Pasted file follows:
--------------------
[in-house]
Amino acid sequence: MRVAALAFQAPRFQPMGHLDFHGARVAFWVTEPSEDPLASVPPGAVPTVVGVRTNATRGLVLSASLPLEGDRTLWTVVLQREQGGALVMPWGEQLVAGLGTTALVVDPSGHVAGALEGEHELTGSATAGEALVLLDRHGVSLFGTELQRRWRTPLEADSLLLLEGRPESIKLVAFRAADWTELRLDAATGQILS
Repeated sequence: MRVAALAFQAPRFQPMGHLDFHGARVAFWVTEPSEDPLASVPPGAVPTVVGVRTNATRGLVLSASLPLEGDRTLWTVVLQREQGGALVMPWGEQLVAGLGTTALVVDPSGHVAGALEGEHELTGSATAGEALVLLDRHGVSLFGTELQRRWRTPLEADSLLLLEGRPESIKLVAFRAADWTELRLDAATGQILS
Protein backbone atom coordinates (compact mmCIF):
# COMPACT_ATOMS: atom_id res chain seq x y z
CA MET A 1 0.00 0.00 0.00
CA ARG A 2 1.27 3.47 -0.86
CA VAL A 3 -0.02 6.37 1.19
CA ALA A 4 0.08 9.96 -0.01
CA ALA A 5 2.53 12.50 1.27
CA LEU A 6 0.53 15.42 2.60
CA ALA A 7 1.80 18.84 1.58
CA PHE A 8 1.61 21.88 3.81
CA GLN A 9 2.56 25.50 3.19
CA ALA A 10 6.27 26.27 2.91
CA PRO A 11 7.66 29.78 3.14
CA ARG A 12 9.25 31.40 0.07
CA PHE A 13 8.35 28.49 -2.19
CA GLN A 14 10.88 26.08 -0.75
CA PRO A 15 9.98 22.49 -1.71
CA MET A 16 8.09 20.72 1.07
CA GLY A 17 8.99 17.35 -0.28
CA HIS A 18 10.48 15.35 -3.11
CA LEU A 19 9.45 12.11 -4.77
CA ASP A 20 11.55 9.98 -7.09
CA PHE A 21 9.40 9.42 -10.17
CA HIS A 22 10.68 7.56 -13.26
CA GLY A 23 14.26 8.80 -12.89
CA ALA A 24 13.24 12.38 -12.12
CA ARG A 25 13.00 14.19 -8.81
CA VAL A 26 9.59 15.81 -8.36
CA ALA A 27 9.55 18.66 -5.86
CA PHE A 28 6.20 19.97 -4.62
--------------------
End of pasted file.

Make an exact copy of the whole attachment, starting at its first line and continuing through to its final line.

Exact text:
[in-house]
Amino acid sequence: MRVAALAFQAPRFQPMGHLDFHGARVAFWVTEPSEDPLASVPPGAVPTVVGVRTNATRGLVLSASLPLEGDRTLWTVVLQREQGGALVMPWGEQLVAGLGTTALVVDPSGHVAGALEGEHELTGSATAGEALVLLDRHGVSLFGTELQRRWRTPLEADSLLLLEGRPESIKLVAFRAADWTELRLDAATGQILS
Repeated sequence: MRVAALAFQAPRFQPMGHLDFHGARVAFWVTEPSEDPLASVPPGAVPTVVGVRTNATRGLVLSASLPLEGDRTLWTVVLQREQGGALVMPWGEQLVAGLGTTALVVDPSGHVAGALEGEHELTGSATAGEALVLLDRHGVSLFGTELQRRWRTPLEADSLLLLEGRPESIKLVAFRAADWTELRLDAATGQILS
Protein backbone atom coordinates (compact mmCIF):
# COMPACT_ATOMS: atom_id res chain seq x y z
CA MET A 1 0.00 0.00 0.00
CA ARG A 2 1.27 3.47 -0.86
CA VAL A 3 -0.02 6.37 1.19
CA ALA A 4 0.08 9.96 -0.01
CA ALA A 5 2.53 12.50 1.27
CA LEU A 6 0.53 15.42 2.60
CA ALA A 7 1.80 18.84 1.58
CA PHE A 8 1.61 21.88 3.81
CA GLN A 9 2.56 25.50 3.19
CA ALA A 10 6.27 26.27 2.91
CA PRO A 11 7.66 29.78 3.14
CA ARG A 12 9.25 31.40 0.07
CA PHE A 13 8.35 28.49 -2.19
CA GLN A 14 10.88 26.08 -0.75
CA PRO A 15 9.98 22.49 -1.71
CA MET A 16 8.09 20.72 1.07
CA GLY A 17 8.99 17.35 -0.28
CA HIS A 18 10.48 15.35 -3.11
CA LEU A 19 9.45 12.11 -4.77
CA ASP A 20 11.55 9.98 -7.09
CA PHE A 21 9.40 9.42 -10.17
CA HIS A 22 10.68 7.56 -13.26
CA GLY A 23 14.26 8.80 -12.89
CA ALA A 24 13.24 12.38 -12.12
CA ARG A 25 13.00 14.19 -8.81
CA VAL A 26 9.59 15.81 -8.36
CA ALA A 27 9.55 18.66 -5.86
CA PHE A 28 6.20 19.97 -4.62